Wednesday, December 27, 2017

Who could believe such a thing?

       Christmas is all about God’s love for us. God loves me! Unbelievable! Unbelievable? If the Word of God had not revealed this to us we could not have accepted it. We would not dare.
       Psalm 8 puts it this way: “When I look at your heavens, the work of your hands, the moon and the stars which you created—who are we that you should be mindful of us, that you should care for us?”
       My awe of God’s Creation has exploded to unimaginable levels by the findings of modern exploration of space about our galaxy, other galaxies, even perhaps those with planets capable of supporting living beings similar to us. Whoa! This is way beyond my imagination and I admit to being a bit humbled to even ponder how this great and awesome God would care for me. And yet I believe it to be. Not because my own limited understanding has it figured out, but because my forebears in faith have entrusted this message to me through the power of the Holy Spirit. And my companions in the company of Jesus share this faith with me.
       No wonder that Christmas is a time for us to gather together and remind ourselves of the Great Story of Love Incarnate.

      Sr. Dorothy Schuette, OSB

Wednesday, December 20, 2017

Patience and presence

     Patience and presence are two themes of the Advent Season. I ask myself, how I am measuring up with these on my Advent journey.  Christmas is around the corner.

     Waiting in long checkout lines and slow traffic patterns test my patience, may even raise my blood pressure. I am trying to be especially aware to be present to everyone. (Everyone?  This could be stretching it a bit).

     During these last days in the Advent Season, do I give others enough time to interact with me?  Do I recognize Jesus in them? Do I listen to meet their needs or am I so busy with my own needs?

     Our faith reminds us that God is always present to us no matter how busy we may be.The Advent Season reminds us to be aware and present to ways Jesus does come to us.

     Jesus comes in history, He comes in mystery and He comes in majesty. May we welcome Jesus, not only on Christmas but in everyone we meet and especially at the end of our lives.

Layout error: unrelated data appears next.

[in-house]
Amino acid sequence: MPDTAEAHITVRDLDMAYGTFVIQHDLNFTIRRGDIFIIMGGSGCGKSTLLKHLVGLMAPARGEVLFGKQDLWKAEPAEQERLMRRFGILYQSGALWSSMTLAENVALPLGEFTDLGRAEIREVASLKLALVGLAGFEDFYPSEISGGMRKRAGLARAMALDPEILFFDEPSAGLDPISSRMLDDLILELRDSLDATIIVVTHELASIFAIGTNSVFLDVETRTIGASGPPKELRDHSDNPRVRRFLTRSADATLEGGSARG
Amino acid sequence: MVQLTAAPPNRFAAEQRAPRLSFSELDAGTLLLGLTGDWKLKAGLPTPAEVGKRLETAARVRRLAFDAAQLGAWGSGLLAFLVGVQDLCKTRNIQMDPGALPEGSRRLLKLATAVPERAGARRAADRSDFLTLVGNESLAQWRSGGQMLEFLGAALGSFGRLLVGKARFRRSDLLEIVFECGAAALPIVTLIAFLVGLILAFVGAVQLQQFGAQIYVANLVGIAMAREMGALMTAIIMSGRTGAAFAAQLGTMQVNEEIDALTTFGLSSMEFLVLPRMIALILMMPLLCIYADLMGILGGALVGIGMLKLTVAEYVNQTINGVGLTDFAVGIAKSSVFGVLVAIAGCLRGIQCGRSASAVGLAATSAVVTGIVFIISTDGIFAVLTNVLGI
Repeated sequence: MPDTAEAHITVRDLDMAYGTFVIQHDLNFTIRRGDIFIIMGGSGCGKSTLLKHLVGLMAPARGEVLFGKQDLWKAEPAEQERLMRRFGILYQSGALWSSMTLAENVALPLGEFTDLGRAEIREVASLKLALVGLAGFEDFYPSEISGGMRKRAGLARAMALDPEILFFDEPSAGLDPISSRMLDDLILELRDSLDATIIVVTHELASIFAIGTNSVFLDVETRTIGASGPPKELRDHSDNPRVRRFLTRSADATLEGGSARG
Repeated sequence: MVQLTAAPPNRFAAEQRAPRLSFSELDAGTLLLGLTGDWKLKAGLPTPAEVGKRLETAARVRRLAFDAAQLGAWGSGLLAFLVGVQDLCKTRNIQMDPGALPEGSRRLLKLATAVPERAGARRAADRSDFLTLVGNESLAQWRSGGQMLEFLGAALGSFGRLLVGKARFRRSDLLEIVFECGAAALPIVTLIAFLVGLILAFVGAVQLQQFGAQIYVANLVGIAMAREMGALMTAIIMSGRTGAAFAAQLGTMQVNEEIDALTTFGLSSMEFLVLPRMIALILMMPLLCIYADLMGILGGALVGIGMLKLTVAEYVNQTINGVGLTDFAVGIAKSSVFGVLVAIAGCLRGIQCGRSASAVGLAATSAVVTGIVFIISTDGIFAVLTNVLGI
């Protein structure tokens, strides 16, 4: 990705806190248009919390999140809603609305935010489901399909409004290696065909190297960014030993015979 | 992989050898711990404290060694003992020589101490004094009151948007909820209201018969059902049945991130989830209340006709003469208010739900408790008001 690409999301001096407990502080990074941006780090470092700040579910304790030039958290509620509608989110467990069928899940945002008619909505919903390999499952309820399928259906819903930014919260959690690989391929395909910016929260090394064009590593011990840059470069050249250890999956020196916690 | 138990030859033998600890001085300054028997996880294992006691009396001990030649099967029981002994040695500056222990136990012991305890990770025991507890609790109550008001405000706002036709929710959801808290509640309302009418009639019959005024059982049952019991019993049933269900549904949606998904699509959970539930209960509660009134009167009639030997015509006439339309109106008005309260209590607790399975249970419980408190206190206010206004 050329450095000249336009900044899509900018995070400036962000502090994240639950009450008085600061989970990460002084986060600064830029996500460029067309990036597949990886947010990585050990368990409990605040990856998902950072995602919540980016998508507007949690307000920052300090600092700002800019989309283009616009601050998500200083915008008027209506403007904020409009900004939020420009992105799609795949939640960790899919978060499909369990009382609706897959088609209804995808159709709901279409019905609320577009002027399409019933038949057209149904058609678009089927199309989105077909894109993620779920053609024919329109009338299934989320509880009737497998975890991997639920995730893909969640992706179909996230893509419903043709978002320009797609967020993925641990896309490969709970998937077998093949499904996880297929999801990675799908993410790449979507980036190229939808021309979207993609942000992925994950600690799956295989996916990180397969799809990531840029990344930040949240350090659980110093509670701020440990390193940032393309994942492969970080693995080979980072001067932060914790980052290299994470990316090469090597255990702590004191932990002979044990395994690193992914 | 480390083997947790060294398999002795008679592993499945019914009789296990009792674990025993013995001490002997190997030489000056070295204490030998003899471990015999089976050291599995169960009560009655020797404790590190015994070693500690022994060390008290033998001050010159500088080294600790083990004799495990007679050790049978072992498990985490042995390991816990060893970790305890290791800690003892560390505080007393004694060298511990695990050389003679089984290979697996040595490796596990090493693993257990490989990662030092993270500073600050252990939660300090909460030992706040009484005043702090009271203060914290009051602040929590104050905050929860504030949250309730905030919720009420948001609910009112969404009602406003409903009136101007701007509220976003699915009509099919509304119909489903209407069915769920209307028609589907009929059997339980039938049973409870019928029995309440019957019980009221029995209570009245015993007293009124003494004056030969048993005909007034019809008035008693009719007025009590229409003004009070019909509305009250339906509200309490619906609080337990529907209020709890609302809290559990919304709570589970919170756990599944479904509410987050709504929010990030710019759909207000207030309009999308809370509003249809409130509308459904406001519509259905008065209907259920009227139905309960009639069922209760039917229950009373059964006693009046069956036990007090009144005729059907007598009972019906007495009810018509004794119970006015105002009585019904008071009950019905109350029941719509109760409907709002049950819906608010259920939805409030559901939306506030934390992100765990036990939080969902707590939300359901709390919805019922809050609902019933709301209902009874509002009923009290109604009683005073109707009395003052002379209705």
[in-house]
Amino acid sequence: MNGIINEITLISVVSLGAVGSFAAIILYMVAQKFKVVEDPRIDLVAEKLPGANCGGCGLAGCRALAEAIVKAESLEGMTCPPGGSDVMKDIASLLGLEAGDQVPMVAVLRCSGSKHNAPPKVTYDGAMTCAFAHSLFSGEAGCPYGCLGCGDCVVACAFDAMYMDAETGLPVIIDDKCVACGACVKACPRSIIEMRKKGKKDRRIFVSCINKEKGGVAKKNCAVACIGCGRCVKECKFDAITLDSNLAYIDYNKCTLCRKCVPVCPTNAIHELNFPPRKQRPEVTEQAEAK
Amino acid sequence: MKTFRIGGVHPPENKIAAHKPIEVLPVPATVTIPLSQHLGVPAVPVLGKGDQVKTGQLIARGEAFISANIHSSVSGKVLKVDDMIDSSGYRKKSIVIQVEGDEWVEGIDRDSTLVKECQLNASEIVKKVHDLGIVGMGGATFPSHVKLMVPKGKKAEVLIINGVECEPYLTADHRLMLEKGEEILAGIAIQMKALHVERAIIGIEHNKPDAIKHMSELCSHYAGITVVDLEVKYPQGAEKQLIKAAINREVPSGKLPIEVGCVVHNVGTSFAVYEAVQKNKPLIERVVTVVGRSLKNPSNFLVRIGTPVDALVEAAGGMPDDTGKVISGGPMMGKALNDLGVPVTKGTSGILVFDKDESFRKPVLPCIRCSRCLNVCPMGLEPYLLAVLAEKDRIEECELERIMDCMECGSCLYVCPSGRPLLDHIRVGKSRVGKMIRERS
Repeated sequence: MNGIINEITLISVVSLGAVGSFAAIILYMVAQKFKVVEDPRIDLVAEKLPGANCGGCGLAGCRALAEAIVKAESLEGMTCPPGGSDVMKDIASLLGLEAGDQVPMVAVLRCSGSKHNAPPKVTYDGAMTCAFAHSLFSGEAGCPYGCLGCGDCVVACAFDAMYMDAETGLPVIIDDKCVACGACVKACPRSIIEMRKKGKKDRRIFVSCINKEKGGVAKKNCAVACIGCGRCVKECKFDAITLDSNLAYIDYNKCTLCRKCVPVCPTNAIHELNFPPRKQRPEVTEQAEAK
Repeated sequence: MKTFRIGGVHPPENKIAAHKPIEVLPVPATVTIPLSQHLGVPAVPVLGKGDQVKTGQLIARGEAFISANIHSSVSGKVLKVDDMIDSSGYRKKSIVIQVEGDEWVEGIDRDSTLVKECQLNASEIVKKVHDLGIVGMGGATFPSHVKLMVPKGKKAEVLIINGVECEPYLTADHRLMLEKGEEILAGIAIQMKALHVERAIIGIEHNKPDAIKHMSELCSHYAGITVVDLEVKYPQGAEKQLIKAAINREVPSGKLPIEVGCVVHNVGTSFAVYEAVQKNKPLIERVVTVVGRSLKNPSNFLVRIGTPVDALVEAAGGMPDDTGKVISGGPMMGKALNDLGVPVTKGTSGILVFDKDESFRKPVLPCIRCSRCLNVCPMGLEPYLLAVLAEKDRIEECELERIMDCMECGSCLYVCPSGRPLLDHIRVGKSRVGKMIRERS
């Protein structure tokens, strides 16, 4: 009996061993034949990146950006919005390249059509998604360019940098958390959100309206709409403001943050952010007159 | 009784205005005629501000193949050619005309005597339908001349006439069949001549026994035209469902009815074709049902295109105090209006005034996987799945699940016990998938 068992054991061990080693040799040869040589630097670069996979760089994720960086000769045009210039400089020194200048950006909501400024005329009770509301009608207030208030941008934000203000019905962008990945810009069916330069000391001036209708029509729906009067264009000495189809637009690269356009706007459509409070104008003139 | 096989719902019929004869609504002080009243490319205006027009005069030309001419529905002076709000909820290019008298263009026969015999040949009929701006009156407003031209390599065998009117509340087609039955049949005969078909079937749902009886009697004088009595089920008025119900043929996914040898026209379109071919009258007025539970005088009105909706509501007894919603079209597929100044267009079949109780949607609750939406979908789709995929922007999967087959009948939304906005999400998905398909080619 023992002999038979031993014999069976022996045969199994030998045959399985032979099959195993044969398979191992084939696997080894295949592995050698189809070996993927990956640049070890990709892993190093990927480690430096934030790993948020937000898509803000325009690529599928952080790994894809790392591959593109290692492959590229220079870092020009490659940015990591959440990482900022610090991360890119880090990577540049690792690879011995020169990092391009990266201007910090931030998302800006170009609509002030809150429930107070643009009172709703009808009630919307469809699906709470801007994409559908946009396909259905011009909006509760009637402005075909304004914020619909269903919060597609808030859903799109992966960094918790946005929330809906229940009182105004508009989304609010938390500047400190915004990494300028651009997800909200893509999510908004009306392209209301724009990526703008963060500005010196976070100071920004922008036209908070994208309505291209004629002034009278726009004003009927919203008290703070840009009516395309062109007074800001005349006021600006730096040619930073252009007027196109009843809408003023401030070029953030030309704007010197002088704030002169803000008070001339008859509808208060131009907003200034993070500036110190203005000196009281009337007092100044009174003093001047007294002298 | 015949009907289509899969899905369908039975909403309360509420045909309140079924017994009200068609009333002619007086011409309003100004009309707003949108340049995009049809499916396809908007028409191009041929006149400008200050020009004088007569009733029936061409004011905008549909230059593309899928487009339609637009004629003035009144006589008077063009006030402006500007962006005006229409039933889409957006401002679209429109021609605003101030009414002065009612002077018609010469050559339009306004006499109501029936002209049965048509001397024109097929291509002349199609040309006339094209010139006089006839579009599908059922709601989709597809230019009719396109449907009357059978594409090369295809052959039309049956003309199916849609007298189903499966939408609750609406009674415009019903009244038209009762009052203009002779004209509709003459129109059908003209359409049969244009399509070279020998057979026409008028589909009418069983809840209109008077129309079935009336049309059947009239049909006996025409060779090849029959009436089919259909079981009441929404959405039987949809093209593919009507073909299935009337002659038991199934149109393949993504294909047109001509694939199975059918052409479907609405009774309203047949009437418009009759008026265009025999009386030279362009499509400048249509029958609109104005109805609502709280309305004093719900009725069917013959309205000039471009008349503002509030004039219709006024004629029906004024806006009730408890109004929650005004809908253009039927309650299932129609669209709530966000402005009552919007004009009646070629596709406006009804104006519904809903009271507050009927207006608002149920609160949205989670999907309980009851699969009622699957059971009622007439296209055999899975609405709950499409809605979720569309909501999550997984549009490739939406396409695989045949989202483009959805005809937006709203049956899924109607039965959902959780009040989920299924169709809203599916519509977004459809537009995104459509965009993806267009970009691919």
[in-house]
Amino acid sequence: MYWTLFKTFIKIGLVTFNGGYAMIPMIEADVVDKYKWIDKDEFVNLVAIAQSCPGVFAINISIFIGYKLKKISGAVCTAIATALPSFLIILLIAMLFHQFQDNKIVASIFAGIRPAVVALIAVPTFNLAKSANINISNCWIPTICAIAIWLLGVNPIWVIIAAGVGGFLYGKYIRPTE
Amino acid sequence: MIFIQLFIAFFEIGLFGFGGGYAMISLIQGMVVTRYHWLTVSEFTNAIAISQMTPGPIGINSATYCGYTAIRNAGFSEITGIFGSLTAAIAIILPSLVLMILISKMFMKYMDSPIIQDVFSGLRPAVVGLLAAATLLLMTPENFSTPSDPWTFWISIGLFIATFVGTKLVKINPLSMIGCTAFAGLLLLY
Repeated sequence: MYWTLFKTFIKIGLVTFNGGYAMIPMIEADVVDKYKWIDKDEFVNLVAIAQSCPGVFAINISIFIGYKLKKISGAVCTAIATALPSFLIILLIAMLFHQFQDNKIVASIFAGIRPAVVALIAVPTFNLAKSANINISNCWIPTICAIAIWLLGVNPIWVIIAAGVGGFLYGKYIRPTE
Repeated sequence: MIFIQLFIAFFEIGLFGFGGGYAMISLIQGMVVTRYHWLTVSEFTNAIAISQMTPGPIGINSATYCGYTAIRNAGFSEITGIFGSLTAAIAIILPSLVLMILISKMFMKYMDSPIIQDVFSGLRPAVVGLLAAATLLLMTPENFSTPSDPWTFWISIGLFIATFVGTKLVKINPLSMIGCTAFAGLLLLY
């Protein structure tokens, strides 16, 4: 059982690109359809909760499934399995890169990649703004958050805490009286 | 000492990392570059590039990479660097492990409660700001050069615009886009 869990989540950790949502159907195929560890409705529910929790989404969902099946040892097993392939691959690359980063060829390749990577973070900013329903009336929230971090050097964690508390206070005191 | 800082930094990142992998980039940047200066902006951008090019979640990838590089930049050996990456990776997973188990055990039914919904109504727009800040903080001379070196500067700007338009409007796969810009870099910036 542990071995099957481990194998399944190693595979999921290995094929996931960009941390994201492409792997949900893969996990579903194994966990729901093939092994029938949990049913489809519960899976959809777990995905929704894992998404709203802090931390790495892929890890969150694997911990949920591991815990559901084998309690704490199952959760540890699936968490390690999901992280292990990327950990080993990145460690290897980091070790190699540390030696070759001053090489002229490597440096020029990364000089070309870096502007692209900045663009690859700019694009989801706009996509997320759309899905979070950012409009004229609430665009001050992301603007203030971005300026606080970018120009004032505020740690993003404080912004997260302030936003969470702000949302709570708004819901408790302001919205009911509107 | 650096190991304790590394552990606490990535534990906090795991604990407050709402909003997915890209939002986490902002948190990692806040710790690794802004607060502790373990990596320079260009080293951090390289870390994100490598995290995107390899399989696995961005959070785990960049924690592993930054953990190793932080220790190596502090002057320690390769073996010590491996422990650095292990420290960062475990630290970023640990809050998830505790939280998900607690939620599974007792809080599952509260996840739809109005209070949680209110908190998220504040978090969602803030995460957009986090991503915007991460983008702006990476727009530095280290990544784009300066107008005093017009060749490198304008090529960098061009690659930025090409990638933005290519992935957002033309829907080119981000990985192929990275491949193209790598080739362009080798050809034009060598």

Have a wonderful Christmas, filled with Christ's presence.
        Sr. Barbara Woeste, OSB

Tuesday, December 12, 2017

Pray for migrants, refugees and immigrants

       December 12 is the feast of Our Lady of Guadalupe: "The Catholic bishops of the United States are encouraging Catholics to observe this Feast of Our Lady of Guadalupe as a day of solidarity with immigrants."

       As we celebrate this feast today I remember that I am the product of immigrants. My great grandparents all came from Europe in the late 1800s in hopes of finding a better life. They didn’t speak English and didn’t have much money. I wonder if they were welcomed by those already here or if they were maligned for their efforts to give their children and grandchildren more than they had. What is different today as many in our country want to separate families by sending parents back to their home countries, and make it harder and harder for those coming to the United States to become legal members of our society? Where would I be if my ancestors had faced similar treatment?
       As some of you may know, there were ICE (Immigration, Customs and Enforcement) raids on Dec. 6 in Covington, Newport, Florence, Walton and Verona. ICE agents did NOT target felons as was stated in the media. People going to work at places like Amazon were arrested. ICE entered homes without warrants. Local police agencies were not informed.

       Our Lady of Guadalupe, we ask that you take the needs of all who live in poverty and are vulnerable in our society to the Divine Maker. May they experience the Divine Love tangibly in their daily lives, and may all who work for justice on behalf of the poor grow in fortitude and humility. May each of us support those who need us as they seek a safer life for their families. 
          Sr. Nancy Kordenbrock, OSB

Thursday, December 7, 2017

A Brief Reflection for the Feast of the Immaculate Conception

          From my early youth, I loved Mary, frequently prayed the rosary, and thought of her as my second mother. Her existence to me was as real as my own dear mom. I loved Jesus, but since he was God, it was Mary, I felt, who could lead me to him. As I grew older, the belief that she was conceived without sin meant little to me. 
What amazed me was that she always said yes to God.  I thought how fortunate she was, and that it must have been easier for her than everybody else.
          Now that I am much older, I realize that only through the grace of God could Mary be so open to others’ needs, to the performance of good works, to prayer, and so united with her son in spirit, that her life was totally given.  I remember that she was as human as you and I. Not so easy after all.  She had her day-to- day struggles, times of misunderstandings and fear, great inconveniences, and  deep, wrenching loss. Only with God’s grace, was she able to come through it all.  In other words, she was like us in all ways, except sin. Because she loved more, she trusted more. At Cana, her secret was revealed: “Do as he tells you”, she says, directing us to everlasting life and the Source of all joy!

        Sr. Sharon Portwood, OSB